Deutsche Bank Institutional Trader Joins Japanese Crypto Startup

A former Deutsche Bank trader has joined Japanese crypto exchange-startup FXcoin Ltd., Bloomberg reports September 3.

According to the announcement, Yasuo Matsuda, an institutional trader from Deutsche Bank, will join FXcoin as a senior crypto strategist starting in September 2018. The strategist position includes providing analysis of crypto markets and daily reports on the market’s activity.

The newly appointed 49-year old Matsuda worked as foreign-exchange dealer at the German bank from 2012 until this June.

FXcoin Ltd., founded in September 2017, is currently seeking regulatory approval from Japan’s financial regulator the Financial Services Agency (FSA) in order to operate “virtual currency-related business.” The startup has reportedly applied with the regulator to exchange cryptocurrencies such as Bitcoin (BTC) under a licensing system that was adopted last year.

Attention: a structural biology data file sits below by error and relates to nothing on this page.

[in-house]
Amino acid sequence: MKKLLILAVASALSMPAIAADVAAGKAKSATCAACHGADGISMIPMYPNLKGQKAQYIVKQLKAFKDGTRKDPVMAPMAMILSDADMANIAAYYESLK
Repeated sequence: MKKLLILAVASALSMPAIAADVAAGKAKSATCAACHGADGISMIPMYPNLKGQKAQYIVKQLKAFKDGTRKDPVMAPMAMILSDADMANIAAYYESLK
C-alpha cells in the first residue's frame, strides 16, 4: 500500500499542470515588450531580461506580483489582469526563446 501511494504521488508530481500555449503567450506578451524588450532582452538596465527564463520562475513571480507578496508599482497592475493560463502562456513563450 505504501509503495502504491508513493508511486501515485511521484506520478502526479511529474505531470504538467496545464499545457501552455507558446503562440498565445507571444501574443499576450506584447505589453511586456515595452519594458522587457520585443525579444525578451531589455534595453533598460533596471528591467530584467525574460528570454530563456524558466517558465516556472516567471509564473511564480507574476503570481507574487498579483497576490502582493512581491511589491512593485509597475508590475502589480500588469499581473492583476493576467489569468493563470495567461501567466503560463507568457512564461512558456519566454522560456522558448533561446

FXcoin’s founder and CEO Tomoo Onishi is a veteran employee at Deutsche Bank, having more than 12 years of experience in the bank’s FX division before he left his job in December 2017.

The crypto startup has reportedly attracted a number of former institutional employees, including trading experts from HSBC, Nomura, and Mitsubishi UFJ Financial.

In a statement to Bloomberg, Onishi claimed that the startup is “trying to do all [it] can” while waiting for regulators’ approval, revealing that FXcoin plans to employ “another five people from financial institutions,” following the upcoming approval.

Founded in 1870 in Berlin, Deutsche Bank is considered to be one of the leading and most influential financial institutions worldwide. Earlier this year, Deutsche Bank’s CIO head Markus Mueller claimed that “governance,” which will legitimize crypto investments, could come in “five to ten years.”

In late December, Chief International Economist of Deutsche Bank Torsten Slok expressed skepticism towards major cryptocurrency Bitcoin, seeing a potential crash of the cryptocurrency as one of the major risks for the global economy in 2018.